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February 13, 2020
Dear Friend of Advocacy for Fairness in Sports,
 
I hope this letter finds the new year off to a good start for most of you.  At Advocacy for Fairness in Sports, we've been keeping busy with a lot of changes underway.  We've added two features that we hope you'll find interesting and informative, The first of which is "The Blitz.".
 
 
If the name and logo seem familiar to our long-time readers, that's because it's a revamped revival of a feature we ran during our first year or so of publication. 

Instead of a Twitter recap, The Blitz is now an article compilation of links, excerpts, and brief summaries of the most interesting sports-legal stories from the prior week from across the spectrum of sports. The Blitz is published on Sundays and you can consider it "one-stop-shopping" for important matters pertaining to sports and the law.  We feel that it's probably the best FREE sports law digest online and hope you'll check it out.
 

The Docket is the next new feature we'd like to introduce.  In The Docket we allow you to keep up with the cases we're tracking in real-time by adding court filings as we
 
retrieve them.  Due to time constraints, we're unable to write about many of the cases that you'll see posted to The Docket, and many haven't received coverage to be included in The Blitz.  Some of the cases you'll see are brand new lawsuits and some are updates to lawsuits we've been tracking for some time.

You'll also notice some changes in our menus that hopefully will make it easier to quickly find the information you're looking for.  Expect to see a few more site changes over the next few months as we have time to put them in place.  Access The Docket.
Our lead story for this month is the product of an exclusive Advocacy for Fairness in Sports investigation in regard to the NFL Player Disability Plan.  We recently completed an audit of a decade's worth of Form 5500 filings from the NFL Player Retirement and Disability Plan, and there are some serious questions that need to be answered, not the least of which is "Why is the NFL Plan trying to conceal the identities and salaries of its doctors and employees?"

Who Hid the NFL Disability Doctors?

By Sheilla Dingus

Sometimes what you see tells a story.  Sometimes what you don’t see tells an even bigger one.  Both statements are true when it comes to the NFL’s Bert Bell-Pete Rozelle Retirement/Disability Plan.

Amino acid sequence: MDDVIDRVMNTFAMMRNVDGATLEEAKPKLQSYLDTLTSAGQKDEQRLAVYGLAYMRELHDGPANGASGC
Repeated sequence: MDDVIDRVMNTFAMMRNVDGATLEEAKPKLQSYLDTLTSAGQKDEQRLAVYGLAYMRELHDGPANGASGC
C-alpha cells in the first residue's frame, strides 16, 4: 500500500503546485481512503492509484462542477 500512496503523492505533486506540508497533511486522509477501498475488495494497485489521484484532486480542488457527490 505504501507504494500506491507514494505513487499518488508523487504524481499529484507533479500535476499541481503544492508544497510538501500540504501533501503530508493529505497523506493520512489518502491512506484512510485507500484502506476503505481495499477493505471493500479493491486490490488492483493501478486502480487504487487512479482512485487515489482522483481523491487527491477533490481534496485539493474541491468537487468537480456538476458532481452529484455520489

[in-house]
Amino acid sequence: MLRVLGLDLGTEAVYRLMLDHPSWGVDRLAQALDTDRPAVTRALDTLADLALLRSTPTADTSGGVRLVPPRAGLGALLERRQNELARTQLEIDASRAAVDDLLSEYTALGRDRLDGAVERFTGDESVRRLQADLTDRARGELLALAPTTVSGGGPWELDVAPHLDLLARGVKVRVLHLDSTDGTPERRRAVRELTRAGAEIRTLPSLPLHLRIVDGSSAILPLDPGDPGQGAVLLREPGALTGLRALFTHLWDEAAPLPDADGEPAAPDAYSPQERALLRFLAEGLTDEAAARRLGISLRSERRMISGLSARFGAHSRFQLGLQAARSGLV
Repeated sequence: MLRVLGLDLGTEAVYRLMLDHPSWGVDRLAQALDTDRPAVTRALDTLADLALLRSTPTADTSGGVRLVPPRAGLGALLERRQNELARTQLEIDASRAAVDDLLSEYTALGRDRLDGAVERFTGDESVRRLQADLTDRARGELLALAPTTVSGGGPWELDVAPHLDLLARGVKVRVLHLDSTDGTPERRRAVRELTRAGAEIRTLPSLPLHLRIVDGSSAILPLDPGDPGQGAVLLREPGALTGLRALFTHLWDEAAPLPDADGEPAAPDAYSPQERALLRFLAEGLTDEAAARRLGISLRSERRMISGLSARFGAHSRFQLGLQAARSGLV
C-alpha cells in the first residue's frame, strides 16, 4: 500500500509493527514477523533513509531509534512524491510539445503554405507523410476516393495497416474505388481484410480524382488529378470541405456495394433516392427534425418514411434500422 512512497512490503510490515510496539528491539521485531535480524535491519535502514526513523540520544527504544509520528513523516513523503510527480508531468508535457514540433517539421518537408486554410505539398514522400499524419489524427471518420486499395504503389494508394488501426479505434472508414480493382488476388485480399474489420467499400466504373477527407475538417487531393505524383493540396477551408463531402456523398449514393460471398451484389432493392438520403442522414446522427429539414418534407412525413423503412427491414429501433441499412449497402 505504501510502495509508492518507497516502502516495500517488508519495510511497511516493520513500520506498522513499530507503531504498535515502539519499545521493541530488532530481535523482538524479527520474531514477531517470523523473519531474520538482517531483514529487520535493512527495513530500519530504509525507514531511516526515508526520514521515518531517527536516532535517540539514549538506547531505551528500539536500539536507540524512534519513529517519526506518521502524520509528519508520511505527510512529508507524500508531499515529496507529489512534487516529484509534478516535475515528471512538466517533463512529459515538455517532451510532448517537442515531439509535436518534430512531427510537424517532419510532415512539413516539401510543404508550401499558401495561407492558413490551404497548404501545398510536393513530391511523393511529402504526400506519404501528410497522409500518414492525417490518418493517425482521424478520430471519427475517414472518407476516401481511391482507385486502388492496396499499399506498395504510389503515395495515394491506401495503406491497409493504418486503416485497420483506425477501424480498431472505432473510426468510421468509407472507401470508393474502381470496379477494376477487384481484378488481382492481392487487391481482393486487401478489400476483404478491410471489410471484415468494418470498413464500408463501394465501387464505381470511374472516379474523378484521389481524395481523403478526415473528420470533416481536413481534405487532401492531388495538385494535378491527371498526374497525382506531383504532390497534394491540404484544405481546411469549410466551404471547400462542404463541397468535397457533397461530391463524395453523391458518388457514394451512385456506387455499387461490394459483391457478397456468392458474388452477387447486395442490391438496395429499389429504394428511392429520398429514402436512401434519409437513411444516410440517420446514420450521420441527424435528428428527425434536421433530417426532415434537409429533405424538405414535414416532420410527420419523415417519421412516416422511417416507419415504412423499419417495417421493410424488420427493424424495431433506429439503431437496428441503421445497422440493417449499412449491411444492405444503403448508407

Players have a very difficult task in qualifying for disability benefits, especially if their injuries are related to their careers, and the most difficult level of all to qualify for is “Active Football,” which means the player became disabled within six months of the end of his career.  Often players leave the game injured and think they’ll get better.  Often they try to rehab for more than six months before they give up and decide to apply for disability, but should they wait six months and a day after their last game, they’ll be forever locked into a lower benefit tier without extensive litigation and often even when they litigate.    Continue reading...
NOTE:  A follow up to this story is in the works.  Be sure to check in on our website for the latest.

For Super Bowl weekend we did a profile of the
1985 Super Bowl Champion, Chicago Bears, then and now.

 
The 1985 Chicago Bears: A Legacy of Glory and of Pain
By Sheilla Dingus and Derek Helling
The 1985 Chicago Bears are considered to be one of the best rosters ever to come together in pro  
 
football.  There was an intense rivalry between head coach Mike Ditka and defensive coordinator Buddy Ryan—a rivalry so dysfunctional that it actually fueled the team.  The offense, though thrilling, has been referred to as “aim, fire, shoot,” as alluded to in quarterback Jim McMahon’s line in the team’s Super Bowl Shuffle call to arms, “When I hit the turf, I’ve got no plan.  I just throw my body all over the field.  I can’t dance, but I can throw the pill.” 
 
They won 15 games, only to be foiled by the Miami Dolphins, denying them a perfect season a little over midway through.  Determined that loss wouldn’t define them they did something pretty ballsy.  They announced they were Super Bowl-bound in high style with their iconic Super Bowl Shuffle video, the proceeds of which, they donated to charity. 
 
We heard this article was a topic of conversation among retired players at the Super Bowl this year.  Continue reading to check in with some of the 1985 Bears today.